To say that resistance – temporally and ontologically – precedes power; that anti-capitalist struggles drive forward capitalist development, is to say that capital is constantly obliged to respond to those movements for its abolition by both restructuring itself and imposing a decomposition on its enemy. Its response to the initial global cycle of struggles (roughly from 1994/9 – 2001) was no exception.
The means by which one tendency within capital attempted to go about both was through what George Caffentzis described as neoliberalism’s ‘Plan B’: a reluctant short term global Keynesianism. In short, this involved the continuation and intensification of processes of primitive accumulation: the incorporation of millions in Africa and elsewhere into the global market, through an investment in education, nutrition programmes, sanitation and health provisions geared to ‘lift’ those formally outside capitalist social relations into waged-labouring practices. On the one hand, the global labour market would be expanded (the key to economic growth and stability in Keynesian economic thought); whilst on the other, capital would appear to grant concessions to the counter-globalisation movement, enabling the incorporation of its ‘moderate wing’ and the further criminalisation of its ‘radical fringe’.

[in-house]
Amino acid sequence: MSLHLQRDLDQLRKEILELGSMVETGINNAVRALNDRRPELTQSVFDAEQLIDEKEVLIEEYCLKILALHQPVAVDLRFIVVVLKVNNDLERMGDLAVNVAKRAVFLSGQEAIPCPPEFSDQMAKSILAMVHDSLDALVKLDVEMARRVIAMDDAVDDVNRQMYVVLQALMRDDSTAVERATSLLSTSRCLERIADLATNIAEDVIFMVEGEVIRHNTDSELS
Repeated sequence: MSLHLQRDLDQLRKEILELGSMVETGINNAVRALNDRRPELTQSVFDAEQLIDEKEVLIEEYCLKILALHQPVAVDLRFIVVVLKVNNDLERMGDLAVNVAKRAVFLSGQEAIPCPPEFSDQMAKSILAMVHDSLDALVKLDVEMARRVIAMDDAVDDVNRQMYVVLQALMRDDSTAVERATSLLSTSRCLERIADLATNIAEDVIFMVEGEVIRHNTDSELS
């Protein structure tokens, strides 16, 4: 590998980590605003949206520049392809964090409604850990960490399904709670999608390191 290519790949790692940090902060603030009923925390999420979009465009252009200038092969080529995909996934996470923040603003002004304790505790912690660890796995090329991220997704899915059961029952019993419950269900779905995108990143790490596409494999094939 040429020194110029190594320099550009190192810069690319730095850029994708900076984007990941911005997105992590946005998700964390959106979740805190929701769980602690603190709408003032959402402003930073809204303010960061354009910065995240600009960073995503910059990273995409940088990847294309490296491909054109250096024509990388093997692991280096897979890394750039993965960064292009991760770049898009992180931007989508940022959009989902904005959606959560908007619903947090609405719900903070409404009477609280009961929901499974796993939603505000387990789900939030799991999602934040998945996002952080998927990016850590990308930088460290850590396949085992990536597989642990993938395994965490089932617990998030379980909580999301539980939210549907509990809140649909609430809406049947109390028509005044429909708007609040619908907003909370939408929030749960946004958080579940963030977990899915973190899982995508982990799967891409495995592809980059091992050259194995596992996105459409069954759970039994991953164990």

The primary ideologist of Plan B is Jeffry Sachs, and its highest political expression to date was articulated through the Live8-Make Poverty History-British New Labour Party matrix around the 2005 G8 Summit at Gleneagles. Here, Plan B became almost hegemonic and the counter-globalisation movement was wrong-footed. On a discursive level, it failed to develop and articulate a critique of Plan B. At the same time, it failed to live up to its own self-description; namely to be or become a ‘movement of movements’ – more than simply the sum of its parts. At Gleneagles, the movement was fractured and divided into different camps. There was very little willingness for cooperation, or even coordination, between the three different mobilisations (Make Poverty History, G8 Alternatives, and Dissent!); and little in the way of political intervention on the behalf of radicals to either introduce anti-capitalist critique, or else to open up room for disobedience by those not already embedded within networks of resistance. By mid-July 2005 at the latest (and some would argue that this was already the case by the autumn of 2001), the affect of winning had been replaced by that of fear and the apparent omnipotence of a power turned against us.